Suddenly cupcakes, which you only used to see at your grandma’s tea parties, are in culinary fashion
You can thank — or, if your waistline is expanding, blame — Nigella for the revival of that retro teatime treat, the cupcake. After putting one on the cover of her How To Be A Domestic Goddess cookbook in 2003, she made a batch on TV, amid — naturally — much pouting and licking of spoons.
A few cameo roles for cupcakes on US TV shows such as Sex and The City has not hurt their profile either, and these days you can barely attend a grown-up’s birthday, a batmitzvah or a wedding without encountering a display of little cakes nestling under an acropolis of buttercream frosting.
For those readers of a certain age, who remember cupcakes as small, sawdust-flavoured, topped by a half-inch of extruded chocolate and wrapped in a case of corrugated, triple-strength foil, this new generation of hand-made cupcakes is as different as home-made chicken soup from a Pot Noodle.
What distinguishes the 21st-century cupcake is not only that it is fresh and bespoke, but also the high quality of the ingredients, such as Callebaut or Valrhona chocolate, Madagascar vanilla, free-range eggs and butter and milk from local, organic dairies. And unlike those you might find on the supermarket shelves, you will search in vain for artificial additives in any of the cupcakes on offer from the new breed of uber-cake makers.
In London, the purveyors of some of the most mouthwatering cupcakes are Romy Lewis, 25, and Victoria Jossel, 26, the pair behind Primrose Hill-based Lola’s Kitchen, whose popular confections can be sampled at Selfridges, W1, the DKNY Café in Bond Street, Raoul’s in Notting Hill and Maida Vale, and a slew of cafes across North London, including the Din Cafe in Temple Fortune.
Lewis and Jossel have known one another since childhood, but making cupcakes was not necessarily what either had in mind when they graduated, respectively, from Leeds and Birmingham universities, the former with a degree in broadcast journalism, and the latter in computer studies.
Lewis, whose father is Stuart Lewis, MD of travel firm Peltours, explains: “My mum, Cheryl, is a natural cook and caterer and some of this rubbed off on me. After graduation, I spent a year with two friends researching food with the intention of gaining a proper understanding of the food business and learning whether it was something that would interest me full time.”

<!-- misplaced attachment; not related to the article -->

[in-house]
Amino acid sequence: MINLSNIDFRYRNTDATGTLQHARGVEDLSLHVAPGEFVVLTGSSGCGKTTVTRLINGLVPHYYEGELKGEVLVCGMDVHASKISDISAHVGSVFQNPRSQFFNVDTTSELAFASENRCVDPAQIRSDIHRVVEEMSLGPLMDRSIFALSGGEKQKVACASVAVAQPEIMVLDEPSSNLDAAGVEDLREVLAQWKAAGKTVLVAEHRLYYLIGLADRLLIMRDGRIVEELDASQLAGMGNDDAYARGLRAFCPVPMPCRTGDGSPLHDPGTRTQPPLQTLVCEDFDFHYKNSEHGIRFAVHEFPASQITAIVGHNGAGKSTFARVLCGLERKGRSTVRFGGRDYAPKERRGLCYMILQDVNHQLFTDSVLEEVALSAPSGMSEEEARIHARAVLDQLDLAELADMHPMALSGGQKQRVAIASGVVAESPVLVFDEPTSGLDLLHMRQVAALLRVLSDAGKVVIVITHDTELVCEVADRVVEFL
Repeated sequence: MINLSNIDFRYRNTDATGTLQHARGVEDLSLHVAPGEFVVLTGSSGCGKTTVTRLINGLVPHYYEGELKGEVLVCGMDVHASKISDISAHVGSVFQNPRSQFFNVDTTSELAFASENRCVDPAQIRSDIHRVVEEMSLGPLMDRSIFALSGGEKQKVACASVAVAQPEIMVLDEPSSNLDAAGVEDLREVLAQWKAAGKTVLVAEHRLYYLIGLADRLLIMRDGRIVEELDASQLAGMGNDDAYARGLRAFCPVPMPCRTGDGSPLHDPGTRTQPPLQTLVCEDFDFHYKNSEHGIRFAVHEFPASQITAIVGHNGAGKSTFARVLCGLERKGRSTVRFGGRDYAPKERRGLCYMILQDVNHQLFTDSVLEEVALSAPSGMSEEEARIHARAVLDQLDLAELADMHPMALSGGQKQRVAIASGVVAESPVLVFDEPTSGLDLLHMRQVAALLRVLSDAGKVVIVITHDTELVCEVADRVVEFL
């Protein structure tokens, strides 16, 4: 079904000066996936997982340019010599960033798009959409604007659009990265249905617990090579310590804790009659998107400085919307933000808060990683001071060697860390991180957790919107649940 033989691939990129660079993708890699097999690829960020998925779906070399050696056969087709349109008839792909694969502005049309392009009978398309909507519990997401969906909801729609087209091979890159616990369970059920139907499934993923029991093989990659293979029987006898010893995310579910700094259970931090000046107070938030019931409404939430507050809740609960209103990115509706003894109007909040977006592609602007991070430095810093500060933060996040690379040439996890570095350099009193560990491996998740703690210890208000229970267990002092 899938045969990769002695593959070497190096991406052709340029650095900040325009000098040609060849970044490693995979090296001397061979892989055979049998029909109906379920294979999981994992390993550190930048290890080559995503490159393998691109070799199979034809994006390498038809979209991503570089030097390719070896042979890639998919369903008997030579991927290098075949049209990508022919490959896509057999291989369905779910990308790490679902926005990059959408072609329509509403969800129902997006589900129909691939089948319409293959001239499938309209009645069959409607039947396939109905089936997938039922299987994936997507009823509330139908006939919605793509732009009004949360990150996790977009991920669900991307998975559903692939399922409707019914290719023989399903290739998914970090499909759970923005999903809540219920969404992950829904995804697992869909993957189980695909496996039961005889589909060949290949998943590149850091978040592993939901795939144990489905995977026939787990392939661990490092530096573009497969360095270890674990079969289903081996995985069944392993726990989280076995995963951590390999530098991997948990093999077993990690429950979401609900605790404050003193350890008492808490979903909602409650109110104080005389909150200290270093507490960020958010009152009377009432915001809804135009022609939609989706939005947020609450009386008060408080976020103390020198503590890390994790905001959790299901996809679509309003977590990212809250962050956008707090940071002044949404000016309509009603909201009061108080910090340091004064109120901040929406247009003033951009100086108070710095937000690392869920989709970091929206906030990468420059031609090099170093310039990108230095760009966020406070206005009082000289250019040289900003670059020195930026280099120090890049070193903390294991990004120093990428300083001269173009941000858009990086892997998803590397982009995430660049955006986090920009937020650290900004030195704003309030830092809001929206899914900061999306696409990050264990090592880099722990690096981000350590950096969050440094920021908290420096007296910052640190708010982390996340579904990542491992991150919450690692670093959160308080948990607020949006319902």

Jossel, who was working as an investment banker with Goldman Sachs, concedes that she was not a keen cook. “It was not the cooking that grabbed my attention, it was all about the revival of cupcakes.” She attributes the cupcake renaissance — from their 19th-century start — to cafes in New York and on the US West Coast.
The decision to create a cupcake business was taken at a family Friday-night dinner in 2005. “Victoria expressed her ideas and I immediately liked the idea,” says Lewis. “We observed New York and LA and their success in creating a cupcake craze. This led us to believe it was a perfect time to take on the UK.”
The business began in the kitchens at home, assisted by family members.
“We spent our time experimenting with generic recipes, trying out grandma’s secret recipes and just testing and tasting. Customers are forever asking how we achieved the perfect-tasting carrot cupcake. The truth is, long hours in the kitchen and not giving up until every person around the table rated them 10 out of 10. We both feel that our mothers, Vanessa [Jossel] and Cheryl, deserve credit. It was primarily their efforts that led us towards our sensational cupcakes,” declares Lewis.
Initially, their clients were family, friends and friends-of-friends, but their client base rapidly expanded. Jossel explains: “Moving into our new offices meant no looking back. It was us, an oven, a Mix Master and three shelves.”
The company now employs four bakers, four decorators, two administrators, two delivery drivers and, of course, the founders. It offers a range of around 30 handmade cupcakes, as well as full-sized, bespoke celebration cakes.
“We work very closely with our suppliers to ensure that we always receive the best-quality produce. The basic ingredients are vital, so whilst they are expensive, they differentiate us from the competition,” says Lewis firmly.
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